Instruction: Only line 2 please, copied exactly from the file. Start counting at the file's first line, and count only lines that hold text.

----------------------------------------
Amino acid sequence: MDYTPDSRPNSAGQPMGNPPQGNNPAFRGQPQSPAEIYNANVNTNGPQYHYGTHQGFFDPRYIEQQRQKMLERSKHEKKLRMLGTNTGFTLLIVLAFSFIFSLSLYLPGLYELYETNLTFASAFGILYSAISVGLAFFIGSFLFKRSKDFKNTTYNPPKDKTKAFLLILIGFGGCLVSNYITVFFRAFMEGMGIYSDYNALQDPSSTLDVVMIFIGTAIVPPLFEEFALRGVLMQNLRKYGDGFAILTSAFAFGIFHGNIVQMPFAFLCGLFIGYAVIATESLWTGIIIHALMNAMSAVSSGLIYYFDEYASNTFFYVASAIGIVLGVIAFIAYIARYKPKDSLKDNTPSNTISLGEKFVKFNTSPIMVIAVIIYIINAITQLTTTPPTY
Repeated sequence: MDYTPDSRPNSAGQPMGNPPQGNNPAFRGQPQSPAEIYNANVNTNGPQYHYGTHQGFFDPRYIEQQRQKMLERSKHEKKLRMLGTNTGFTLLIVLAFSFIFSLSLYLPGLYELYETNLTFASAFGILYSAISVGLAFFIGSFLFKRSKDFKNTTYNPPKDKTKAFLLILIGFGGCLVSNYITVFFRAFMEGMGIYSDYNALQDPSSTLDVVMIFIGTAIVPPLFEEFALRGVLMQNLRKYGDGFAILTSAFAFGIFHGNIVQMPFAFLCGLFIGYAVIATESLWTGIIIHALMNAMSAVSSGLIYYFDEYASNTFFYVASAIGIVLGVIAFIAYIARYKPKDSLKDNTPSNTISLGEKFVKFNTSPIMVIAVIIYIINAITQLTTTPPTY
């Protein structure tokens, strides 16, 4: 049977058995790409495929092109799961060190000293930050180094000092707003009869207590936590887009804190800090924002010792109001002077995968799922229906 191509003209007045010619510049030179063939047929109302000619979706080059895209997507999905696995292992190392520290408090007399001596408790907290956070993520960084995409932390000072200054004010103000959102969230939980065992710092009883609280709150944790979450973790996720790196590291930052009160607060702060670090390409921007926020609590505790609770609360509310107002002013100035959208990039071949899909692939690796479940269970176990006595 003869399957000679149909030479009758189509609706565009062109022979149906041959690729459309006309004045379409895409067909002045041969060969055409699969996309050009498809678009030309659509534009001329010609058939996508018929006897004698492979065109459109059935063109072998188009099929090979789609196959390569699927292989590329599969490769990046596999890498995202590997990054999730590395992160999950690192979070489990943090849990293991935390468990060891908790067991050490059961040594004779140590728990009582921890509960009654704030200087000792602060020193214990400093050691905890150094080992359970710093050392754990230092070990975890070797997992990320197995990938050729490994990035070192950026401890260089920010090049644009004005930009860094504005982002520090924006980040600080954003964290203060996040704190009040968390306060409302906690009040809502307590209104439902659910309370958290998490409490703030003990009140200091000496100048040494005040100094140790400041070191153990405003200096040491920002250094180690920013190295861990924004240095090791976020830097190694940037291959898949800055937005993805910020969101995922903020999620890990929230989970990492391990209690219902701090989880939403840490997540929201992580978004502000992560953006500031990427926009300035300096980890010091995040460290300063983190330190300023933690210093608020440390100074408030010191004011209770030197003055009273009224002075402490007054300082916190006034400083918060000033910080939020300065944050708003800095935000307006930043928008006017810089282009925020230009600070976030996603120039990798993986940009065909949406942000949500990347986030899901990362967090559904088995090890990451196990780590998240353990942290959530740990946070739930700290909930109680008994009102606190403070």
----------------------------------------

Repeated sequence: MDYTPDSRPNSAGQPMGNPPQGNNPAFRGQPQSPAEIYNANVNTNGPQYHYGTHQGFFDPRYIEQQRQKMLERSKHEKKLRMLGTNTGFTLLIVLAFSFIFSLSLYLPGLYELYETNLTFASAFGILYSAISVGLAFFIGSFLFKRSKDFKNTTYNPPKDKTKAFLLILIGFGGCLVSNYITVFFRAFMEGMGIYSDYNALQDPSSTLDVVMIFIGTAIVPPLFEEFALRGVLMQNLRKYGDGFAILTSAFAFGIFHGNIVQMPFAFLCGLFIGYAVIATESLWTGIIIHALMNAMSAVSSGLIYYFDEYASNTFFYVASAIGIVLGVIAFIAYIARYKPKDSLKDNTPSNTISLGEKFVKFNTSPIMVIAVIIYIINAITQLTTTPPTY